A tribute to and a lament for Marshall McLuhan.  Five days a week, Tuesday through Saturday, I present one of McLuhan’s observations and talk about its relevance today.  300 ideas. 300 days.  300 posts.

The power of the artist

Marshall McLuhan (Summer 1968, age 57).  You can give Mailer a compliment but he hasn’t the wit to accept it

That chat I had with Norman Mailer on the CBC’s TV program, “The Summer Way,” is still on my mind, largely because despite the title of the program, “Meeting of Minds,” there was so little meeting of minds.  Here’s how it went.  I’d make an observation.  (Violence is necessary to the formation of identity.) He’d say he didn’t like it.  So I made another observation, (the new electronic environment has abolished nature) and he’d say he didn’t like that and so it went.  I don’t have a problem with his liking or not liking my ideas.  But I don’t think liking or not liking is productive.  In fact I’m convinced it’s counter-productive.  Liking and not liking, which is so often masked as truth-seeking interferes as I said yesterday with just observation of the world.

I decided to try a new tactic.  Norman, I said, you will be delighted with this – the artist is the only one who is able to face the present and see it for what it is.  He alone has the ability to tell us what is happening.  Poor Mailer was not delighted.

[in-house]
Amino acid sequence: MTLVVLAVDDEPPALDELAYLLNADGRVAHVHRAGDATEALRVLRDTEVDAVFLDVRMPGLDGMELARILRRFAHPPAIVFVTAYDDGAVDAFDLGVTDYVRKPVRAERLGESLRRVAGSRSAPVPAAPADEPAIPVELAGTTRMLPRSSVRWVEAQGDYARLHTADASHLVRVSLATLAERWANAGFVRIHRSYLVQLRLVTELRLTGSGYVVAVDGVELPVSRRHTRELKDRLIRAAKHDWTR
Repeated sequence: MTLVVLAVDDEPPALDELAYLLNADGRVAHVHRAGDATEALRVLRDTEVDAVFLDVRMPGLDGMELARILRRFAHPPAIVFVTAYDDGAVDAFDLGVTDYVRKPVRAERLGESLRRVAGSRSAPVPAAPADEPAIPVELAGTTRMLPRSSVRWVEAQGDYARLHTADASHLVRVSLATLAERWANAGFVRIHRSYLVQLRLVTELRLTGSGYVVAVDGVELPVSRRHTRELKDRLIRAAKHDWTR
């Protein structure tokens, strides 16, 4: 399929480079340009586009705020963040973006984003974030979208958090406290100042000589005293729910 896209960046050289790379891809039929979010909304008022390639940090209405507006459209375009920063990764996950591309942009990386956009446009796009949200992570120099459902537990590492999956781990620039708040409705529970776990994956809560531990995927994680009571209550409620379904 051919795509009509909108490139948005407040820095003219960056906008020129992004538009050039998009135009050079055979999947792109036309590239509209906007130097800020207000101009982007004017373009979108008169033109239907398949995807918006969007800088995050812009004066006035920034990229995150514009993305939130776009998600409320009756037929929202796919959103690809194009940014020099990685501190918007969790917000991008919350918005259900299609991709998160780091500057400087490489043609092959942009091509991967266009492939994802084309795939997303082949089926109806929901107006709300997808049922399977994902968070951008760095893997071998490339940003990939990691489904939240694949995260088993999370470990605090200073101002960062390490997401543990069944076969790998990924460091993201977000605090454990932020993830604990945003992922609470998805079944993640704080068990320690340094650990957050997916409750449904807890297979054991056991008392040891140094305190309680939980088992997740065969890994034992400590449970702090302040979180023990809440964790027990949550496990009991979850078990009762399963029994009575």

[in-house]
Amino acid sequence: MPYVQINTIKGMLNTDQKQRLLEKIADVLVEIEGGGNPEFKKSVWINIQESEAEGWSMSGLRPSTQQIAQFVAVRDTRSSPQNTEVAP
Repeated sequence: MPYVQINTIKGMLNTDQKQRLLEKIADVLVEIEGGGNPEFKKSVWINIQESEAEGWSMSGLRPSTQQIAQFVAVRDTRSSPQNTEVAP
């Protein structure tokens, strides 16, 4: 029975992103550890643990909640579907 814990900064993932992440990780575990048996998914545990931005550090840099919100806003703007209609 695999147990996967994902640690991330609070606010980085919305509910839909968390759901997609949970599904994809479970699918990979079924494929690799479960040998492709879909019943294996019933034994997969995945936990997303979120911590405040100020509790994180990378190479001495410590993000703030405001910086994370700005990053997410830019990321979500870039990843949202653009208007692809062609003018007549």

Me (December 2009, age 57).  Marshall McLuhan:  Artist or scientist?

At this point, the moderator of the meeting, Ken Lefolii, stepped in and asked McLuhan whether he thought of himself as an artist or a scientist.  McLuhan’s answer was no, he didn’t think of himself as an artist or a scientist.  He said he rejected these categories as unhelpful, fragmenting, nineteenth century devices, and in particular he implied they were not helpful for thinking about him as an observer of the unfolding electric 20th century world.  McLuhan’s answer then in effect was “I refuse to be lumped in a category.”

But of those two boxes, artist and scientist, he seems to fit most easily into the artist category.  Scientists he said are in the matching game. Matching ideas about the world with evidence of the world.  Artists are in the breakthrough game.  Looking for new patterns in the world.  McLuhan tries his hand at the matching game in his observations about media.  For example, radio is visual, TV is tactile and children who watch TV look at the world from an average distance of 4’6”and therefore are hunters not readers.  But this science is not the science you met in High School.  The matching is often difficult to separate from assertion.

What category would you place yourself?  Artist or scientist?  What about the people closest to you?  Family, friends, colleagues?  Should businesses be in the matching game or the breakthrough game?

Cordially, Marshall and Me

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Michael Hinton Wednesday, December 16th, 2009
Permalink 1950s and 60s, Business, Communication, Culture, Vol. 1 No Comments

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